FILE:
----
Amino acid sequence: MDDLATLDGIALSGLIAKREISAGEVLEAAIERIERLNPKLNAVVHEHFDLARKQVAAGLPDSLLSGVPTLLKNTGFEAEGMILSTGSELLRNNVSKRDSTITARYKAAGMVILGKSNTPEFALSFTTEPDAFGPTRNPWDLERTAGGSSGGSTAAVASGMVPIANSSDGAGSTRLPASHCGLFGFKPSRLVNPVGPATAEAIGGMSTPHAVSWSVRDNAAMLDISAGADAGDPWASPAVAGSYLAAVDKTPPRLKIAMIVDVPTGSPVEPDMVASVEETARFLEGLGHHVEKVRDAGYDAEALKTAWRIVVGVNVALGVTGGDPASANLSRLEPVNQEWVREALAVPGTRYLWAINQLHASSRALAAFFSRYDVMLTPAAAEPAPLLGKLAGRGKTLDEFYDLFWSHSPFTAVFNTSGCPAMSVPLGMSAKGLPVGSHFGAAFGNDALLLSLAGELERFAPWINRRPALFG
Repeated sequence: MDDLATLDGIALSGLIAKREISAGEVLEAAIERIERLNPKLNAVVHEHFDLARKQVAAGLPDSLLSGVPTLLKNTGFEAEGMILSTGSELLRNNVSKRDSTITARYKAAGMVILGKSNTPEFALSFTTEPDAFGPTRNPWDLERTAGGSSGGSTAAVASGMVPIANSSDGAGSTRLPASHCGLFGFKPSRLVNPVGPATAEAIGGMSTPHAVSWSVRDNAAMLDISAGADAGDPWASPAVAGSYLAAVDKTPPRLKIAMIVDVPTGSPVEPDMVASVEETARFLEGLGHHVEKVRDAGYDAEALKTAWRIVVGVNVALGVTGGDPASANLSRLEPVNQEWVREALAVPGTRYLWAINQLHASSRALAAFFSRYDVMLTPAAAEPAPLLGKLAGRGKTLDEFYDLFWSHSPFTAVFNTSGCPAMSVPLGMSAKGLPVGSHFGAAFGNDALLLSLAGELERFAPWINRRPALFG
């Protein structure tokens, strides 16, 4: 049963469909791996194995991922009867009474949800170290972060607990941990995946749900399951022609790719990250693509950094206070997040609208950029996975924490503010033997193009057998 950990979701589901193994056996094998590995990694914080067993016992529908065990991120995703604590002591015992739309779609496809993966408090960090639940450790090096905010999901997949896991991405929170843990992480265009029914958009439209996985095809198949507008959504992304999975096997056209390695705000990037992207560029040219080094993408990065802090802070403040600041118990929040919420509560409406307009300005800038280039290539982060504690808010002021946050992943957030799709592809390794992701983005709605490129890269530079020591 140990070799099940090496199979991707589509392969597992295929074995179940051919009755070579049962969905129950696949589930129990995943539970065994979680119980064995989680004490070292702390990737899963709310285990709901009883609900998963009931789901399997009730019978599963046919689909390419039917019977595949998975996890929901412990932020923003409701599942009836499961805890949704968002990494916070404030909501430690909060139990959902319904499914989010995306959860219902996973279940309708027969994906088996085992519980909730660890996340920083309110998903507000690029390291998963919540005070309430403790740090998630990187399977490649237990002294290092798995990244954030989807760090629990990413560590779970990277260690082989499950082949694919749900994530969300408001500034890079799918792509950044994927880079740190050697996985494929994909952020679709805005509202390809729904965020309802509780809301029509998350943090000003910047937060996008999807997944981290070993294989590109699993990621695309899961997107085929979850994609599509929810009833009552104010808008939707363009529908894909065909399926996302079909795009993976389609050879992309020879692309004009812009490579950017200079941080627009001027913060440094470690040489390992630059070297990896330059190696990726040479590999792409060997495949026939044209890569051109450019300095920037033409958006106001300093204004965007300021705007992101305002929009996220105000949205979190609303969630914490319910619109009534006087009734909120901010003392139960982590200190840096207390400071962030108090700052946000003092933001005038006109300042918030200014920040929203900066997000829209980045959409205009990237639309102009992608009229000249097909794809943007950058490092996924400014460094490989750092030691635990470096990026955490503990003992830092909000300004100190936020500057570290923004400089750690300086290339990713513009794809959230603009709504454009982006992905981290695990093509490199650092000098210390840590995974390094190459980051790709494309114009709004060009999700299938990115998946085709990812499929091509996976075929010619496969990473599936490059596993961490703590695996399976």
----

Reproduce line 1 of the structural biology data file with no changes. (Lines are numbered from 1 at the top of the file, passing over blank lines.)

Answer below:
Amino acid sequence: MDDLATLDGIALSGLIAKREISAGEVLEAAIERIERLNPKLNAVVHEHFDLARKQVAAGLPDSLLSGVPTLLKNTGFEAEGMILSTGSELLRNNVSKRDSTITARYKAAGMVILGKSNTPEFALSFTTEPDAFGPTRNPWDLERTAGGSSGGSTAAVASGMVPIANSSDGAGSTRLPASHCGLFGFKPSRLVNPVGPATAEAIGGMSTPHAVSWSVRDNAAMLDISAGADAGDPWASPAVAGSYLAAVDKTPPRLKIAMIVDVPTGSPVEPDMVASVEETARFLEGLGHHVEKVRDAGYDAEALKTAWRIVVGVNVALGVTGGDPASANLSRLEPVNQEWVREALAVPGTRYLWAINQLHASSRALAAFFSRYDVMLTPAAAEPAPLLGKLAGRGKTLDEFYDLFWSHSPFTAVFNTSGCPAMSVPLGMSAKGLPVGSHFGAAFGNDALLLSLAGELERFAPWINRRPALFG